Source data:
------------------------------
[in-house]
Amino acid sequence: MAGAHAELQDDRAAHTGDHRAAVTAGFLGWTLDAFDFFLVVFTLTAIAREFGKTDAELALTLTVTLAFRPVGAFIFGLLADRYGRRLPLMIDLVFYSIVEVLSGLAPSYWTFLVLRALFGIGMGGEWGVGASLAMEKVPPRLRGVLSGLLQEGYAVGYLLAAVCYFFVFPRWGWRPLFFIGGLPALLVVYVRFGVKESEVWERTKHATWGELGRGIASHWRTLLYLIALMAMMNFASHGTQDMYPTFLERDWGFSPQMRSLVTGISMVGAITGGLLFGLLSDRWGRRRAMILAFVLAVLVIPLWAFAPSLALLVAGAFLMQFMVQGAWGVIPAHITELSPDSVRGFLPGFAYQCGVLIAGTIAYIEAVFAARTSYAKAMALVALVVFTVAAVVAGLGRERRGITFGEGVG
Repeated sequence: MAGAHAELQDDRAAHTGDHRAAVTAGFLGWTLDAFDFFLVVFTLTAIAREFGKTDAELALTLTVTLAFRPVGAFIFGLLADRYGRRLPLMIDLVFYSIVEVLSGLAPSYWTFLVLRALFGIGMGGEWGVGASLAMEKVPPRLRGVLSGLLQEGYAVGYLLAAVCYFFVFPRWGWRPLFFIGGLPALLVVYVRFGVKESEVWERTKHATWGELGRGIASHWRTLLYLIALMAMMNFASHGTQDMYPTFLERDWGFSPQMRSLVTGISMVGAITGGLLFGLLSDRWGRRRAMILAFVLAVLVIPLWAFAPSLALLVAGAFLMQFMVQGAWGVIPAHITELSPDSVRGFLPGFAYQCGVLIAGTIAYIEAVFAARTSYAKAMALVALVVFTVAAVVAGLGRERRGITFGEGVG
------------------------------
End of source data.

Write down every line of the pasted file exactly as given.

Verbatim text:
[in-house]
Amino acid sequence: MAGAHAELQDDRAAHTGDHRAAVTAGFLGWTLDAFDFFLVVFTLTAIAREFGKTDAELALTLTVTLAFRPVGAFIFGLLADRYGRRLPLMIDLVFYSIVEVLSGLAPSYWTFLVLRALFGIGMGGEWGVGASLAMEKVPPRLRGVLSGLLQEGYAVGYLLAAVCYFFVFPRWGWRPLFFIGGLPALLVVYVRFGVKESEVWERTKHATWGELGRGIASHWRTLLYLIALMAMMNFASHGTQDMYPTFLERDWGFSPQMRSLVTGISMVGAITGGLLFGLLSDRWGRRRAMILAFVLAVLVIPLWAFAPSLALLVAGAFLMQFMVQGAWGVIPAHITELSPDSVRGFLPGFAYQCGVLIAGTIAYIEAVFAARTSYAKAMALVALVVFTVAAVVAGLGRERRGITFGEGVG
Repeated sequence: MAGAHAELQDDRAAHTGDHRAAVTAGFLGWTLDAFDFFLVVFTLTAIAREFGKTDAELALTLTVTLAFRPVGAFIFGLLADRYGRRLPLMIDLVFYSIVEVLSGLAPSYWTFLVLRALFGIGMGGEWGVGASLAMEKVPPRLRGVLSGLLQEGYAVGYLLAAVCYFFVFPRWGWRPLFFIGGLPALLVVYVRFGVKESEVWERTKHATWGELGRGIASHWRTLLYLIALMAMMNFASHGTQDMYPTFLERDWGFSPQMRSLVTGISMVGAITGGLLFGLLSDRWGRRRAMILAFVLAVLVIPLWAFAPSLALLVAGAFLMQFMVQGAWGVIPAHITELSPDSVRGFLPGFAYQCGVLIAGTIAYIEAVFAARTSYAKAMALVALVVFTVAAVVAGLGRERRGITFGEGVG